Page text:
WASHINGTON: U.S. President Barack Obama makes a statement in the White House Briefing Room following passage by the House of tax legislation on January 1, 2013 in Washington, DC.
Photographer: Brendan Hoffman/Getty Images
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MINNEAPOLIS (AP) - President Barack Obama pressed for a ban on military-style firearms and for universal background checks for gun buyers. He took his case directly to the public amid divisions over the proposals in Congress.
He flew to Minneapolis Monday to visit the police department's Special Operations Center.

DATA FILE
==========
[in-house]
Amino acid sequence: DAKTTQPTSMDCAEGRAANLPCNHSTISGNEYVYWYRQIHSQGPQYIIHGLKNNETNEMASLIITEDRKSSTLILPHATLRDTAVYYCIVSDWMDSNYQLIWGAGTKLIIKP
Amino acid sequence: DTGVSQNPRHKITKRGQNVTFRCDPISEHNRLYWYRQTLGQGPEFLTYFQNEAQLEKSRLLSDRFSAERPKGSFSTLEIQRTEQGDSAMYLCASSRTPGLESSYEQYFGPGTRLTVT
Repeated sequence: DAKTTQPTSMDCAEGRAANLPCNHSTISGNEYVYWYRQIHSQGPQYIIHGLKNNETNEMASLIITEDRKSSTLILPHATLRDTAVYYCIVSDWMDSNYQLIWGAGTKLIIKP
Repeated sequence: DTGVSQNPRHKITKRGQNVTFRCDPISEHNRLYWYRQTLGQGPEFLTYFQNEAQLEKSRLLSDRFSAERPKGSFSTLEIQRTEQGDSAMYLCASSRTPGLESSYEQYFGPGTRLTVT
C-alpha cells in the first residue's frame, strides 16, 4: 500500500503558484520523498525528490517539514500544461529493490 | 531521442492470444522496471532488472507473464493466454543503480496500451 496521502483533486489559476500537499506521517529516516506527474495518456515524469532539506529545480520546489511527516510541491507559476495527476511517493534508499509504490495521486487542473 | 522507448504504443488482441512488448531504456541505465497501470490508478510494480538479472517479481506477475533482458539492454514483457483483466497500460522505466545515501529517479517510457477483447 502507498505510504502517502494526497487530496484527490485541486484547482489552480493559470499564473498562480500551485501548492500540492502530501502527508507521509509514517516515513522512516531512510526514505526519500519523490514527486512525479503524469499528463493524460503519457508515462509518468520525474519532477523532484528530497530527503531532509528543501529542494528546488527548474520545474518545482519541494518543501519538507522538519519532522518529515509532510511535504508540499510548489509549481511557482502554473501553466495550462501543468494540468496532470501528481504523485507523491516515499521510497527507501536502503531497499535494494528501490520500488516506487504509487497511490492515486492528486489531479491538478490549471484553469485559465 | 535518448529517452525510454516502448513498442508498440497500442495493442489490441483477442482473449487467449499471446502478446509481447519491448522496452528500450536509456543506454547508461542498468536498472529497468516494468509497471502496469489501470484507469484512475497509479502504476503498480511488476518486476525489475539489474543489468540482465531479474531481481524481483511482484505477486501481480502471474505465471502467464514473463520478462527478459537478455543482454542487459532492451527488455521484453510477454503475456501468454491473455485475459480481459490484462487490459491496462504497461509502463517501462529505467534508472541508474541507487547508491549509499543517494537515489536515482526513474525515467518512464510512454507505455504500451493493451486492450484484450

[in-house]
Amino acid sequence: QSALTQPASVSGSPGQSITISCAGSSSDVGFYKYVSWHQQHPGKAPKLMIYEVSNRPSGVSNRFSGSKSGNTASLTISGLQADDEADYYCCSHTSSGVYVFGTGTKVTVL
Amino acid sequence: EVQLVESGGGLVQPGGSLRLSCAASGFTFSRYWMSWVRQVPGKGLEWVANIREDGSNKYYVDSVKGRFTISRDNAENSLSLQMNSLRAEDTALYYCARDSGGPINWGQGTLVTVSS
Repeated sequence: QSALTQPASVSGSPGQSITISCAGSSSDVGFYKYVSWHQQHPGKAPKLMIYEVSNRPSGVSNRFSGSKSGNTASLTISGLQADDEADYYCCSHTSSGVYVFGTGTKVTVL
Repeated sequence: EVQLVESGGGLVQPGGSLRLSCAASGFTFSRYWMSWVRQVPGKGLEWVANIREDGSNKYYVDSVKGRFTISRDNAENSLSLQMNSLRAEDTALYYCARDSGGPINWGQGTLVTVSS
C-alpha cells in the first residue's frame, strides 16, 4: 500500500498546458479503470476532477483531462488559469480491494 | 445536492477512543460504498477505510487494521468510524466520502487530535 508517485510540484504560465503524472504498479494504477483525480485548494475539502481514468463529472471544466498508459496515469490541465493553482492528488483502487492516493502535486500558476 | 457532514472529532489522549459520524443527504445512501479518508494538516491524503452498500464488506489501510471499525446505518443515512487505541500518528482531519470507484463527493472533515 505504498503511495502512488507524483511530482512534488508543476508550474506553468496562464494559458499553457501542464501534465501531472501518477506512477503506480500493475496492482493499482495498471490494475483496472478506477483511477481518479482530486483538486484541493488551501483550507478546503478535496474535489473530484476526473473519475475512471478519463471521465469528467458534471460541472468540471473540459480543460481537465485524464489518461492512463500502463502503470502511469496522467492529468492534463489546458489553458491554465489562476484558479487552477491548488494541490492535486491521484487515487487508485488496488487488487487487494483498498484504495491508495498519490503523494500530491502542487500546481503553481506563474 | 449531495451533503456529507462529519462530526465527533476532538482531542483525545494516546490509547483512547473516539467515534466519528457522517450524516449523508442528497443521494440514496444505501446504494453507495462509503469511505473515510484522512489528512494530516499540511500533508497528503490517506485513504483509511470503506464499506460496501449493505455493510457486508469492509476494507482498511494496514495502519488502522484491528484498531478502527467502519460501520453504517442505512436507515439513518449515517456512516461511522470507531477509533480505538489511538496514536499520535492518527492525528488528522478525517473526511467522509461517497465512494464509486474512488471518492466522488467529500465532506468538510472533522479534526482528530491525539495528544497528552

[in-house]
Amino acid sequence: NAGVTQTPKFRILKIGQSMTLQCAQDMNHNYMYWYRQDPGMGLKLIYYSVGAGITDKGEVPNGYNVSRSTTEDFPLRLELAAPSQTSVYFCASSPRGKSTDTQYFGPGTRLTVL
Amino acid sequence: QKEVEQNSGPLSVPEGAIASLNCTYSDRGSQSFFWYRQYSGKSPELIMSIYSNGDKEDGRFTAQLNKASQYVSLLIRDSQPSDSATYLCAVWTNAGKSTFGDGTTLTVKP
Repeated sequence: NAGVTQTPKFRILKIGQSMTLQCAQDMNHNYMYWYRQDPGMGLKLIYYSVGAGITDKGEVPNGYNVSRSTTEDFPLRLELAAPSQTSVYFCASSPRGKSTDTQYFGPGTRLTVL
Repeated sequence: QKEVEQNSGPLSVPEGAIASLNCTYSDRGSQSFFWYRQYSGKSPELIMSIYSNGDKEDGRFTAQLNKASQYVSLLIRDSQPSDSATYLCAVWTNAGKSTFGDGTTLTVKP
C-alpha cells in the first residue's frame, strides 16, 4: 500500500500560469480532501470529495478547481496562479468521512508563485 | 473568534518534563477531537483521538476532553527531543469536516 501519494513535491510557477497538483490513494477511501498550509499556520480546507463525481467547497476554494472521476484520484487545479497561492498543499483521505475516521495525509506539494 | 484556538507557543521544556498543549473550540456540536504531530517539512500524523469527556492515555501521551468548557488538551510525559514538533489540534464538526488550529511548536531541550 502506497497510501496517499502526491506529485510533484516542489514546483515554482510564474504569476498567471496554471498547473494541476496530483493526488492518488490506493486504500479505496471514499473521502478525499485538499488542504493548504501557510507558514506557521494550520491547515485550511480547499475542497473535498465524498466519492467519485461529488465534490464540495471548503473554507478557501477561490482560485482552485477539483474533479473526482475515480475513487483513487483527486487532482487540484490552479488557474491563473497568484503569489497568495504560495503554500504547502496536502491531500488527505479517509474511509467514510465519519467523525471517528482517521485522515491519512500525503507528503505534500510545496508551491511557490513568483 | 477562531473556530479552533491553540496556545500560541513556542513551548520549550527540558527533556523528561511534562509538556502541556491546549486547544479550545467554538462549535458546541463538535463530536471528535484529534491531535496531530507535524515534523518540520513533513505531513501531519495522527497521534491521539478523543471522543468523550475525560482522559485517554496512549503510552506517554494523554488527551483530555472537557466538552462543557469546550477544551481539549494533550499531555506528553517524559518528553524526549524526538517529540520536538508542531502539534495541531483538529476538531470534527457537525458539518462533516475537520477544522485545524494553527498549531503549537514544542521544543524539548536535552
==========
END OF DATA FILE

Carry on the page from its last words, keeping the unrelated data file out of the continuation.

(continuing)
It was his first trip outside Washington to campaign for his controversial gun measures.
The White House said Obama remains committed to the assault weapons ban, despite opposition in Congress.
Obama said the measures to limit access to some weapons or to require a check of criminal histories during
weapons purchases are common sense measures that have support of the public.
The White House picked Minneapolis as the backdrop for Obama's remarks in part because of recent steps the city has taken to tackle gun violence, including a push for stricter background checks.
Copyright 2013 The Associated Press. All rights reserved. This material may not be published, broadcast, rewritten or redistributed.
Deveante Bell, 19, is charged with the death of Yellow Cab driver John Dooley on Sunday evening. Dooley, 56, was found in his cab in the driveway of an abandoned house.